The road to healing
One year after nearly fatal accident, Betsy Richards completes ride
By Shane Benjamin Herald staff writer
Betsy Richards, who was run over last year by a truck, is back in the saddle.
SHAUN STANLEY/Durango Herald
Betsy Richards, right, leads bicyclists onto U.S. Highway 160 from the West Frontage Road near the Centennial Center on Friday. Richards was run over by a truck one year ago in the same location. Dozens of supporters joined Richards on the 30-mile ride to Bondad and back. Richards said she is able to ride her bike better than she can walk.
SHAUN STANLEY/Durango Herald
Friends and supporters accompany Betsy Richards as she completes a bike ride she started one year ago before being run over by a truck.
The Durango resident Friday completed a 30-mile bicycle ride that was cut short one year ago to the day in a horrific accident.
“It’s just a healing thing,” she said Friday. “I hope it’s healing for other people, too. Everybody has been through trauma.”
Richards, 52, was riding a road bike southbound on the West Frontage Road in Bodo Industrial Park when the driver of a Toyota Tundra pickup turned left without seeing her.
The impact sent Richards flying 20 feet through the air. In a state of panic, the driver apparently pressed the gas pedal instead of the brake, causing the truck to lurch forward over Richards – first the front wheel, then the back wheel.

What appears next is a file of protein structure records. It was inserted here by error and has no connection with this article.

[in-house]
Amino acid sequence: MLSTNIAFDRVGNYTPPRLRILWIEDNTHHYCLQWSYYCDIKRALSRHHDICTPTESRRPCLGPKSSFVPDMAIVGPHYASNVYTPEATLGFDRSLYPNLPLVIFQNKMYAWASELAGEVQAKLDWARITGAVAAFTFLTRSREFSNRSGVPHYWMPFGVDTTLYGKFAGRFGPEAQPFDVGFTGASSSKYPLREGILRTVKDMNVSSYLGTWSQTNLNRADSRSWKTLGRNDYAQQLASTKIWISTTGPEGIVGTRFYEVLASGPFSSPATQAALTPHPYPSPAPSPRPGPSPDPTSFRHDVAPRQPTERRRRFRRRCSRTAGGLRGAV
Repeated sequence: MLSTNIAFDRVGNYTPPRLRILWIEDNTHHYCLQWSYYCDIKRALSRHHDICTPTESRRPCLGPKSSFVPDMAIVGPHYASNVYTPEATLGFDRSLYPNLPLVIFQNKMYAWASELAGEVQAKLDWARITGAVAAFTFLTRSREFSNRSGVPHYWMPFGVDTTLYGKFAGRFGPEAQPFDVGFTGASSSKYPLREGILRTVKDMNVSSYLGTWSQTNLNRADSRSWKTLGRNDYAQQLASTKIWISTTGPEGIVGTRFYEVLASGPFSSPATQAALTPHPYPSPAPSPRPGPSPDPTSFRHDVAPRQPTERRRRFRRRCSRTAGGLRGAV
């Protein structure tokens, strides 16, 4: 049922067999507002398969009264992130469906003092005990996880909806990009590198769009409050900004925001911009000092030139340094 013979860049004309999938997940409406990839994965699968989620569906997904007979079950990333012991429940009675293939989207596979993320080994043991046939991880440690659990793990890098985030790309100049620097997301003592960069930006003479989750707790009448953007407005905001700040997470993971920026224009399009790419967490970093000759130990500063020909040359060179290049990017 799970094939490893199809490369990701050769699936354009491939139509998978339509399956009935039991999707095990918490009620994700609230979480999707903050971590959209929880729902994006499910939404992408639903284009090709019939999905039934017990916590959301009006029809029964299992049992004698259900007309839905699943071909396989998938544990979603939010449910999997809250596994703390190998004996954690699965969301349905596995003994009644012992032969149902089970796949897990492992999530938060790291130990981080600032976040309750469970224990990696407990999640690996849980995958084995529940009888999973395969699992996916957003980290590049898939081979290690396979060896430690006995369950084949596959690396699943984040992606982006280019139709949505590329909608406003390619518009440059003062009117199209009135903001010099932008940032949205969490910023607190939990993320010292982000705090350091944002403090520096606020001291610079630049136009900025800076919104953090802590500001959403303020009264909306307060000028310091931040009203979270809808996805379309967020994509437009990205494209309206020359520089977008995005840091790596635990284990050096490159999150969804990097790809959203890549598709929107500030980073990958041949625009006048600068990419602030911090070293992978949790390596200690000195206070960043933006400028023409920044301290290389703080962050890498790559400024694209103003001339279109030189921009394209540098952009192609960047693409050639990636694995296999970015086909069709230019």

“It’s amazing that I lived, for sure,” Richards said Friday.
“I do remember the grill of the truck being right beside me and my hand off the handlebar, and then I was hit and unconscious,” she said. “I remember the really good-looking paramedic guys. I was like ‘Ah, I wish I was 30 years younger.’”
Richards suffered a crushed pelvis, crushed right wrist, carotid artery damage, a detached urethra, a hole in her bladder, collapsed left lung, a wicked road burn to her right thigh, and peripheral nerve damage to her legs and upper abdomen.
“I thought she was going to die. I thought I was going to have to go to a funeral,” said RaNae Bakel, a friend who came to support Richards on Friday. “Treasure each day. You just don’t know how quickly it can end.”
Richards has undergone 13 surgeries and has several more to go. Her medical bills have exceeded $1 million. Had the accident happened 10 years ago, medical science many not have been advanced enough to save her, she said.
Neither police nor doctors were optimistic about her chances of survival.
On a crash report, a Durango Police Department officer checked a box that indicated it was a fatal crash, but later changed it.
On a medical form, a doctor at Mercy Regional Medical Center checked a box that read “substantial risk of death.” She was then flown to St. Anthony Hospital in Lakewood.
The accident occurred at 10:31 a.m. Nov. 8, 2012, in the Centennial Center parking lot, where Office Depot and Creature Comforts are located.
Richards doesn’t harbor any ill feelings toward the driver – it’s not her style.
“It was kind of a stupid thing,” Richards said. “We all do stupid things. The consequences are big for me.”
Linda Wagner, 65, of Bayfield, pleaded guilty in June to careless driving.